——. Agrestes. Rio de Janeiro. Nova Fronteira. 1985. Includes “Homenagem Renovada a Marianne Moore” (Eng. “Renewed Homage to Marianne Moore,” Translation, Fall 1987). Moore, Marianne. Collected Poems. New York. Macmillan. 1951.
Includes all poems cited.
Peixoto, Marta. Poesia com Coisas. São Paulo. Perspectiva. 1983. Ponge, Francis. Le parti pris des choses. Paris. Gallimard. 1942. Includes “Pluie” (Rain); “La bougie” (Eng. “The Candle,” tr. Raymond Federman, in The Random House Book of Twentieth Century French Poetry, ed. Paul Auster, New York, Vintage, 1984); “L’orange” (The Orange); “Escargots” (Snails); “Notes pour un coquillage” (Notes on a Shellfish); “La crevette” (The Prawn); “Le galet” (The Pebble).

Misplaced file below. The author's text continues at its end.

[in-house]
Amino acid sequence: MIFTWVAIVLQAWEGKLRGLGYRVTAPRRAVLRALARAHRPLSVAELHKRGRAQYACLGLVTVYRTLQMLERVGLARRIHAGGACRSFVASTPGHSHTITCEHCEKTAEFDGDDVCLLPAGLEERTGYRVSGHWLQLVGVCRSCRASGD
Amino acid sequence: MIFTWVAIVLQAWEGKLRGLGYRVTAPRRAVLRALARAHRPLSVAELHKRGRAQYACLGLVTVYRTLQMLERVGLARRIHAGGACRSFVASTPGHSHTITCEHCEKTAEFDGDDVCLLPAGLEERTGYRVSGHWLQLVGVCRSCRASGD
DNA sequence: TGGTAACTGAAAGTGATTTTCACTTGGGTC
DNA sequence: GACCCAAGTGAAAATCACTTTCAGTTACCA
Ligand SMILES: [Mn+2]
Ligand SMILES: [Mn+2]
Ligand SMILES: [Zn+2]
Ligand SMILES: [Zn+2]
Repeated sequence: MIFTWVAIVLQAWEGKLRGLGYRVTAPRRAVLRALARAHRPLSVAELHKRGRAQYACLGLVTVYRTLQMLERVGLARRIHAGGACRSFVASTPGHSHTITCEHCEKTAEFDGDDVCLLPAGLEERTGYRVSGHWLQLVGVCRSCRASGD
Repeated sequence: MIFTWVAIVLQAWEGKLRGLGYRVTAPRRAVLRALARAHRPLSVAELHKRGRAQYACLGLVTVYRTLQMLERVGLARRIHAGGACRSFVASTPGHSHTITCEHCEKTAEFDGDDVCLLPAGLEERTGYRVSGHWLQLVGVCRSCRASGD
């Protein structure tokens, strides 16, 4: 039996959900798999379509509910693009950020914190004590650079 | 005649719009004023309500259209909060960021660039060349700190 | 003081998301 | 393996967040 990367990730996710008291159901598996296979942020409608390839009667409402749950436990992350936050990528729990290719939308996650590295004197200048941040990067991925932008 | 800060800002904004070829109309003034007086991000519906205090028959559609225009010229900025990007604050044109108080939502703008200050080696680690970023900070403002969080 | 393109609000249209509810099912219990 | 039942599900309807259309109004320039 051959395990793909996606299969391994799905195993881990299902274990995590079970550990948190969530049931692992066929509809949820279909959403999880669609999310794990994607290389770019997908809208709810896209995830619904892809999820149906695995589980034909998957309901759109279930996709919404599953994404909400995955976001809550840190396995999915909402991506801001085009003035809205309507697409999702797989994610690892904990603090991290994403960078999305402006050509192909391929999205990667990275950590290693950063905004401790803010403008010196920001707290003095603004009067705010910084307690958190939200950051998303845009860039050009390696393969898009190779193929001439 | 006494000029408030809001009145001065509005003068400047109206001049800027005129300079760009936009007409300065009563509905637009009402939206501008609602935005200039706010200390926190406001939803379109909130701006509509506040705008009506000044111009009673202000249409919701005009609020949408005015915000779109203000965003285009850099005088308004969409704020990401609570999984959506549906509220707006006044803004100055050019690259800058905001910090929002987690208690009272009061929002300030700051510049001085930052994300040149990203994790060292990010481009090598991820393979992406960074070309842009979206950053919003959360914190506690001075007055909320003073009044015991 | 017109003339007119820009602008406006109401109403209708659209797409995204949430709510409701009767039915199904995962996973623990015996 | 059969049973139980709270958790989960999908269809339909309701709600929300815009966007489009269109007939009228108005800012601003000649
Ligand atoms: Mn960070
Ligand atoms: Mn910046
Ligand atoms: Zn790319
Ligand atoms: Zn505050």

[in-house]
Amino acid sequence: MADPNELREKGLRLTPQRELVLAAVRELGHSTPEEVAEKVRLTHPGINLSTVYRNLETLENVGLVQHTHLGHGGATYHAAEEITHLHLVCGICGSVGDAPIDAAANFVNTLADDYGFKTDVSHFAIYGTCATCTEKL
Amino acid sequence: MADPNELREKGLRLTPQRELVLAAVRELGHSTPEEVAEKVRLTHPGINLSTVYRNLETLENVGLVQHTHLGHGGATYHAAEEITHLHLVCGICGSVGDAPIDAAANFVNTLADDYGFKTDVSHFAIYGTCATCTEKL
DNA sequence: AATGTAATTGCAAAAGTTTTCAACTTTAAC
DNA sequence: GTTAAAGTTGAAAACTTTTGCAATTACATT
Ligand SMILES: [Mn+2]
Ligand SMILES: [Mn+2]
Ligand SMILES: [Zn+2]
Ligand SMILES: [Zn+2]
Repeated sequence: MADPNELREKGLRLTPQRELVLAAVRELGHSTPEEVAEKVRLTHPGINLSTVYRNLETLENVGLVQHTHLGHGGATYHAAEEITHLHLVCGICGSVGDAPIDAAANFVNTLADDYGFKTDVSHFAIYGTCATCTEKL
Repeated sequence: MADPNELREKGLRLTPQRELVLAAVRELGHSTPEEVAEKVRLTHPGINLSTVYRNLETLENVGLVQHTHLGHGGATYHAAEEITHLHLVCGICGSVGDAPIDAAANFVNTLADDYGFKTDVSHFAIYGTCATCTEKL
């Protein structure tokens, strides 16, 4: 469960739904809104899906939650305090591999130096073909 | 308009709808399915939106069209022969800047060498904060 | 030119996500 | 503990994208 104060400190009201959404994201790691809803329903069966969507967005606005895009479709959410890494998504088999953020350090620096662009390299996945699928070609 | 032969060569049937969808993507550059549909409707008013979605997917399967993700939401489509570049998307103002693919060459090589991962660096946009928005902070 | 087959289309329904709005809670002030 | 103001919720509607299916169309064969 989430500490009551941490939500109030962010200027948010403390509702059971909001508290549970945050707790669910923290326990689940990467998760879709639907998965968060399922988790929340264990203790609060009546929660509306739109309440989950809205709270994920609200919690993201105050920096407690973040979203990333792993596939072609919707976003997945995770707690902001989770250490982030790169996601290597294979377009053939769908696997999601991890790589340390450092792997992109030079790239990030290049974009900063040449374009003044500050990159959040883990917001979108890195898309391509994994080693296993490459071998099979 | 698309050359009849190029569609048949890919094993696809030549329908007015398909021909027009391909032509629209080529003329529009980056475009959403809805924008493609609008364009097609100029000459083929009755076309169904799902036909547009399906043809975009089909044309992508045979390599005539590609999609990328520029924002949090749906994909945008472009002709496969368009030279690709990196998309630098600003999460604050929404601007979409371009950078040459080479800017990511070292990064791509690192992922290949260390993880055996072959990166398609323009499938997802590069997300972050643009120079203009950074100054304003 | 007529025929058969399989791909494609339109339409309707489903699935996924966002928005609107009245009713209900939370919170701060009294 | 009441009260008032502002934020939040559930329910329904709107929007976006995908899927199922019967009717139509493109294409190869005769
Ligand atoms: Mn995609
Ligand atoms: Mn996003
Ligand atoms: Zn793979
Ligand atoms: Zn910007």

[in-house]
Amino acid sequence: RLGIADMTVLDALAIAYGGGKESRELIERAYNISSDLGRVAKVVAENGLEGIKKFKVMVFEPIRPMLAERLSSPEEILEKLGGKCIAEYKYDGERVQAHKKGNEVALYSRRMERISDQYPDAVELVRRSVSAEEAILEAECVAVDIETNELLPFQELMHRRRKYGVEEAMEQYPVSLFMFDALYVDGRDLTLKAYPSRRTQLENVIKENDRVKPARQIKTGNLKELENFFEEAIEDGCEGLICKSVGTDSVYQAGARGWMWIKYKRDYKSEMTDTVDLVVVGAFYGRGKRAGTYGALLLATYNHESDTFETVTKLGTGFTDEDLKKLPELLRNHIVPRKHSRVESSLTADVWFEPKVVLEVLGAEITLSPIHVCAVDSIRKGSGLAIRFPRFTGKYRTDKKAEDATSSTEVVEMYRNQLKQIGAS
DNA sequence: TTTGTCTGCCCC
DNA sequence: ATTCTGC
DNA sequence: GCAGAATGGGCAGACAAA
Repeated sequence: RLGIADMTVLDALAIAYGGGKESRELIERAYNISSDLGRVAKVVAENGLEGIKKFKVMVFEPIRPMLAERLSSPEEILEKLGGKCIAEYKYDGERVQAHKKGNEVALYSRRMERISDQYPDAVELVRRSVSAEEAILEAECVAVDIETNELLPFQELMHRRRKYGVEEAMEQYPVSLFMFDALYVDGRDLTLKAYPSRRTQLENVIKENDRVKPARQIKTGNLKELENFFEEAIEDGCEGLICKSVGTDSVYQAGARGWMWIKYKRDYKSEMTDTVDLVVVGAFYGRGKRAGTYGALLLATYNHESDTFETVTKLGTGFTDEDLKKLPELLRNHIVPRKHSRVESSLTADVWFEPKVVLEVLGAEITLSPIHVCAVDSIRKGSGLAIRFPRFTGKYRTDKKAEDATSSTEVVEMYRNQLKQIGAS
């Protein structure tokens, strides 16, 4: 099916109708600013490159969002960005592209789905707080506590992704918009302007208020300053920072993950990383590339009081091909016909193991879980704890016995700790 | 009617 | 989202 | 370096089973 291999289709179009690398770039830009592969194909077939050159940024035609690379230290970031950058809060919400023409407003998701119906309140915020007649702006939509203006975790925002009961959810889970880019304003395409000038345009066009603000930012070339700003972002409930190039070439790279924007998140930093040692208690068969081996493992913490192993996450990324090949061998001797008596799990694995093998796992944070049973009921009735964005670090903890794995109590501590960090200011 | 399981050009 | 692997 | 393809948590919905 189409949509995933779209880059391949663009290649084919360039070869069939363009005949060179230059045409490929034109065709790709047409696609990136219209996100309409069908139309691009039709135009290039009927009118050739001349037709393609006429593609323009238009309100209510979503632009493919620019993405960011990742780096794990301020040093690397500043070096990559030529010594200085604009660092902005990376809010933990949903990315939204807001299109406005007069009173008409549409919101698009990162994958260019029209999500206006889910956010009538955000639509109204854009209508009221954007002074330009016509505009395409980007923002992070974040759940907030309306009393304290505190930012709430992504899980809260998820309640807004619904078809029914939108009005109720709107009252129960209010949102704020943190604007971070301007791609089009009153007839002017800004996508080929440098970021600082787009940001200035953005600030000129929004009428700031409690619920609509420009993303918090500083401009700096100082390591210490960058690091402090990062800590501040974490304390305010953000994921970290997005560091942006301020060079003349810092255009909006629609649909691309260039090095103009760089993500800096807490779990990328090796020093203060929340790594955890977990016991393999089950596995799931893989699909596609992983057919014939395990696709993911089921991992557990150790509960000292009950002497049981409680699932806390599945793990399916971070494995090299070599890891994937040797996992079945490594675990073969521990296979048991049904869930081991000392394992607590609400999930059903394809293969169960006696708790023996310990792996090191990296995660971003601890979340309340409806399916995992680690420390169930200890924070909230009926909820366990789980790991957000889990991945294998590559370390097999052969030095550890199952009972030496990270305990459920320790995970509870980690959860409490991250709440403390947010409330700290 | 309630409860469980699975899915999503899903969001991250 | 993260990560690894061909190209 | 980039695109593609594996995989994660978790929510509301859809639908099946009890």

——. Pieces. Paris. Gallimard. 1962. Includes “Le cheval” (The Horse); “La chevre” (The Goat).
——. Proemes. Paris. Gallimard. 1948. Includes “Introduction au galet” (Eng. “Introduction to the Pebble,” tr. Paul Bowles, in The Random House Book of Twentieth-Century French Poetry).